Cooking eliminates this goitrogenic effect, pickling compensates for this effect to a lesser extent.  Another note of caution is to high blood pressure patients – since a cup of sauerkraut can provide over 1000 mg of sodium, which is over 60% of the daily salt intake for HBP patients. Too much sauerkraut can cause excessive growth of intestinal bacteria, which may lead to abdominal discomfort. People with pancreatic diseases and gastric ulcers should also be careful with sauerkraut consumption.

Nevertheless, the facts speak for themselves: cabbage, whether sour, lightly cooked or pickled, can be eaten in small quantities as a side dish for great health benefits. We can take note of Korean kimchi (made with napa cabbage) – Koreans can attest to the health benefits of kimchi not only because of their health and longevity, but also because 11 of the 13 chickens suffering from bird flu were cured after being given kimchi.



The diet summary March 18, 2013

Filed under: Biological Lifestyle — Krystyna @ 7:22 pm

stol obfiosci                              stol Busko

“Our robust ancestors did not eat “low-fat” caribou; we don’t need to eat “egg-white” omelets.”

This article pretty much sums up how we should approach the idea of diet (as a lifestyle) – as close as possible to nature, unrefined, unprocessed, not obsessive or orthorexic, and unbranded. 


So salt isn’t so bad for us? March 11, 2013

himalayan salt                            sol kamienna

Melissa Wenner Moyer’s article entitled “It’s Time to End the War on Salt”  was a huge eye-opener for me a few years back.  As an avid pro-healthy lifestyle, healthful food proponent,  I  had spent years,  probably most of my mature life avoiding salt intake like the plague.  I suffered from  poor  lower extremity circulation, developing cankles after  long days at school and work or during longer period sitting (i.e. during travel).  Not so anymore after adjusting my salt intake.

Moyer’s main premise is that most of us need salt, even more than the dietary recommendations (or restrictions).   According to a few studies, not enough salt in our diet can be dangerous, ranging from side effects like excacerbation of heart disease and cardiac death.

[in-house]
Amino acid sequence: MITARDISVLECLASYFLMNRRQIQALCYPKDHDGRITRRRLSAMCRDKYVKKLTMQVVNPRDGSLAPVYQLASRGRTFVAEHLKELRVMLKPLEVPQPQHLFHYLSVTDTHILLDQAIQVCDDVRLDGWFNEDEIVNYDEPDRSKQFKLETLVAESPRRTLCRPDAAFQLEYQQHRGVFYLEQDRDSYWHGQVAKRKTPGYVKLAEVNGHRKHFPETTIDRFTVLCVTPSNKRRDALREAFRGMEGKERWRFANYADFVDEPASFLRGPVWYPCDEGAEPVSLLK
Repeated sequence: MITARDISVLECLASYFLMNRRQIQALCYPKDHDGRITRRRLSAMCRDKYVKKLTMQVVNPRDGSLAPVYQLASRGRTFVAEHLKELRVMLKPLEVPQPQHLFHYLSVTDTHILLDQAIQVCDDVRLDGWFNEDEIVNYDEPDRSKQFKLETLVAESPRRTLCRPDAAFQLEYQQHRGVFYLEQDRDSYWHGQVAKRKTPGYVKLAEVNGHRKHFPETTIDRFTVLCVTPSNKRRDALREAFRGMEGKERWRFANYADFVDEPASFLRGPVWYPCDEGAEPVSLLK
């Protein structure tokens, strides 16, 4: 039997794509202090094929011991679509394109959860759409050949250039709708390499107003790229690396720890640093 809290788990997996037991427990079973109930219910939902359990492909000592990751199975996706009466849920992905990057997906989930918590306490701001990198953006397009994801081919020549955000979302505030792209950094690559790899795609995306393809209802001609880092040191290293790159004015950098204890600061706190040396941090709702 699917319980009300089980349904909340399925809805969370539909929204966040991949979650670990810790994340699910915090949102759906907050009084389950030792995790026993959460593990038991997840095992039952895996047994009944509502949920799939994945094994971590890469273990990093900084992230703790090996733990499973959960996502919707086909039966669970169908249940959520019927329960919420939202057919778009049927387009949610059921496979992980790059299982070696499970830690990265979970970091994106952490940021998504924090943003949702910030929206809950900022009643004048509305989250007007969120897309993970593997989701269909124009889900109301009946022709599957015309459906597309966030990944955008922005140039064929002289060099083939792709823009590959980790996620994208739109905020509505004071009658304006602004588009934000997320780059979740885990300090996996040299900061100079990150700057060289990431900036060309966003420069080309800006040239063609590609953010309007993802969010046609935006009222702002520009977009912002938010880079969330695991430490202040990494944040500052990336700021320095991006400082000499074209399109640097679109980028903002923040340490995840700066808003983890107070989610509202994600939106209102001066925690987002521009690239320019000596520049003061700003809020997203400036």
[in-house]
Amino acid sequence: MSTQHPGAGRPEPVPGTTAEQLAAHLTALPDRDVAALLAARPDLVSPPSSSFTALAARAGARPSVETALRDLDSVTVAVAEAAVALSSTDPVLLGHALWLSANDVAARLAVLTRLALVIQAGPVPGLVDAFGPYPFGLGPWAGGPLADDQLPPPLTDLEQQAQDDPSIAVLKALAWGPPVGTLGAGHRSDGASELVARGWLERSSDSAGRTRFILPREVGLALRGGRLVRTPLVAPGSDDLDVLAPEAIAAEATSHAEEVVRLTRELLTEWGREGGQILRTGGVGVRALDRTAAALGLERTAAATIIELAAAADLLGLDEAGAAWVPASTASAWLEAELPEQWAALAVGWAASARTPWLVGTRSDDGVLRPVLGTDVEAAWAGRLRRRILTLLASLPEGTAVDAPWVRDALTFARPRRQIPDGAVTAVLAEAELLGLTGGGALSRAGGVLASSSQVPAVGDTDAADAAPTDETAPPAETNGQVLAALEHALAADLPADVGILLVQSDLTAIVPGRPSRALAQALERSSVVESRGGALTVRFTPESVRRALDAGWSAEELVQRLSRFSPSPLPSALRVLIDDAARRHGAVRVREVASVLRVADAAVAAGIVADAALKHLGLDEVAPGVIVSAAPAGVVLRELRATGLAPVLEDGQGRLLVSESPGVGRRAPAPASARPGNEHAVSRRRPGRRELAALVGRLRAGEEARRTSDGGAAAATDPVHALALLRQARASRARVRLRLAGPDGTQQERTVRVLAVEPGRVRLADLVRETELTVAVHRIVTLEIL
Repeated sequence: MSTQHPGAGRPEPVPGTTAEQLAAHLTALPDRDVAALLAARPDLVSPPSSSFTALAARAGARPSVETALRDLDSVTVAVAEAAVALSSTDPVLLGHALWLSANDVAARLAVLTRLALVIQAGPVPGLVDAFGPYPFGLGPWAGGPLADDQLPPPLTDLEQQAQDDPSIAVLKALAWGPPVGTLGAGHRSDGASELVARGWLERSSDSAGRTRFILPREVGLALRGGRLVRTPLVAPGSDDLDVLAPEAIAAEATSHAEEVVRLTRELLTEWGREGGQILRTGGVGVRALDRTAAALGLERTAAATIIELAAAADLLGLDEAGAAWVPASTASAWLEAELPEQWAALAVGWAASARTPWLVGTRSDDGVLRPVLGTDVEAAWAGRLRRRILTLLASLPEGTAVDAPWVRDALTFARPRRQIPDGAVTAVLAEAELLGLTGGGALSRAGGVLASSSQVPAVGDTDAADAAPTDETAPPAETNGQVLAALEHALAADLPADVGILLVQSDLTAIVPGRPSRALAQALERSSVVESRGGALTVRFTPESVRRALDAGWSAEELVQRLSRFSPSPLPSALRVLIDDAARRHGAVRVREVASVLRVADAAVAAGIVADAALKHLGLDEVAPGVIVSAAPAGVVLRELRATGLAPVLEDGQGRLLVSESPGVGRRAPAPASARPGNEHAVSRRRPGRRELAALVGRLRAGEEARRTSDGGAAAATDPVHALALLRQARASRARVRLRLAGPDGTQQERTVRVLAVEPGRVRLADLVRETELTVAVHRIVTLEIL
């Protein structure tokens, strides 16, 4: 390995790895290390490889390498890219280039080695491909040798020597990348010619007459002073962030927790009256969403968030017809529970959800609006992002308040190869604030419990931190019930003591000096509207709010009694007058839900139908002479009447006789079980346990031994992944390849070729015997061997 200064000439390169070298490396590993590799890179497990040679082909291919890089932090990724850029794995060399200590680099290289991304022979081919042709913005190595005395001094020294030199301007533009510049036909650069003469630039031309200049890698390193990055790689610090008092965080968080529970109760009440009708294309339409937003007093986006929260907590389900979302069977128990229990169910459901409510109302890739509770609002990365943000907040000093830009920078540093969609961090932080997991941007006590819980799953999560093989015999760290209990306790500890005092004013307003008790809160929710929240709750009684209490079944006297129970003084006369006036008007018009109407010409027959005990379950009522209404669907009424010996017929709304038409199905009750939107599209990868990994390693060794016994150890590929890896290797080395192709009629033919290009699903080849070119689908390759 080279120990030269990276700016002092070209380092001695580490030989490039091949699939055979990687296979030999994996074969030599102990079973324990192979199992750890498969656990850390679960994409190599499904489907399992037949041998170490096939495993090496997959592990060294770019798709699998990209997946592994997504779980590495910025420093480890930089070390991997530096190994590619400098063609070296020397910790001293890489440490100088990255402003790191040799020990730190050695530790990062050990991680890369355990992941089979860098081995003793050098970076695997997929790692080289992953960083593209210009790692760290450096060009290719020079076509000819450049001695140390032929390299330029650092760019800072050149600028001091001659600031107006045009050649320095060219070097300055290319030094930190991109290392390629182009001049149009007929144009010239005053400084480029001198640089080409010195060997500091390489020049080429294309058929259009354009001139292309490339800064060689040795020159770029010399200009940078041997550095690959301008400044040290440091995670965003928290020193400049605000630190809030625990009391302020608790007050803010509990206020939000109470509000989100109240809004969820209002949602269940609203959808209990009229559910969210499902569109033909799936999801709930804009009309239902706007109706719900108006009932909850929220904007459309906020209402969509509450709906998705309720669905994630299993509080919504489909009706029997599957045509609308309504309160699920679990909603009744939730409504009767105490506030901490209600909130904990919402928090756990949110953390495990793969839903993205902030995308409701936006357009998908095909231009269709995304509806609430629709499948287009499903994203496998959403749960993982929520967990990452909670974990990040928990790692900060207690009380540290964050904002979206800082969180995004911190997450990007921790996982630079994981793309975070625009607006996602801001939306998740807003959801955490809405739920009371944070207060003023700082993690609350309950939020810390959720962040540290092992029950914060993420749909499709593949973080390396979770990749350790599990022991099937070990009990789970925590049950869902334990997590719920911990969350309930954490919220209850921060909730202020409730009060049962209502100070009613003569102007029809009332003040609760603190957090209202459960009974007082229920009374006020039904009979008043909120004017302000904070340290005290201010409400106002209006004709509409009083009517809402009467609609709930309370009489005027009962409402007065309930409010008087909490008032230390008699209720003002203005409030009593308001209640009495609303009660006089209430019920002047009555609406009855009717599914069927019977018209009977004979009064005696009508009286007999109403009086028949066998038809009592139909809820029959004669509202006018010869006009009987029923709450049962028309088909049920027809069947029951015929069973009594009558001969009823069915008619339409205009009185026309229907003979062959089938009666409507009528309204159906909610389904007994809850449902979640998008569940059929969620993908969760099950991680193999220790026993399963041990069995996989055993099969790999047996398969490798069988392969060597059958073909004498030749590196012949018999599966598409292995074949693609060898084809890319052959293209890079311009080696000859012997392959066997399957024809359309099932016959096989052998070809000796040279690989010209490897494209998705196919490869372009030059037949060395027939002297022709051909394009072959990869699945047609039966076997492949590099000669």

The European Project on Genes in Hypertension (EPOGH) Investigators published a multi-national study in May 4, 2011 JAMA that clearly showed the correlation between low sodium intake and cardiovascular disease (CVD). There was an increase in systolic blood pressure with the higher salt intake, but not rise in diastolic blood pressure.  Bottom line, the  higher salt intake did not translate into a higher risk of hypertension of CVD. 

A previous cohort study done at Albert Einstein College in New York showed a correlation between lower sodium excretion, i.e. intake and myocardial infarction in hypetensive men. This study performed the most accurate measurement: the 24-hour sodium excretion test.   The Second National Health and Nutritional Examination Survey confirmed the association between higher cardiovascular mortality and low sodium intake.  The Rotterdam Study did not find conclusive evidence to a correlation or association between sodium intake and CVD and mortality.  Another study showed that a low sodium diet in congestive heart failure,  had huge increases in aldosterone (which raises blood pressure) and plasma renin activity (which also raises blood pressure) and had poorer outcomes than the normal intake sodium group.   Not to say this is the mechanism in healthy individuals,  but these studies may be the beginning of the salt restrictive reversal. 

A Finnish study performed the 24-hour sodium excretion test concluded a higher risk between high sodium intake and cardiovascular events in males.  A study at McMaster University, which also conducted the 24-hour sodium excretion test in patients with diabetes and cardiovascular diseases found that the risk of cardiovascular sequelae are receiving low sodium (less than 3 g / day), and a high sodium (more than 7 g / day). Many studies follow these results as well. 

What’s the conclusion? Yes, we should limit our salt intake, but not to 2.3 g/day as recommeneded previously, but to 6 g/day.  First of all limit your intake of processed foods,  since thats the biggest culprit when it comes to high sodium intake.  It’s better to use unrefined salts, such as sea salt (equivalent in sodium to table salt,  but less processed, containing magnesium, calcium halides and sulfates ), Himalayan salt (which contains over 80 minerals and elements), rock salts (some versions are iodized),  since they contain higher amount of elements and trace minerals and – to add a personal note –  taste better, so we can use less of them,  thus getting less sodium overall.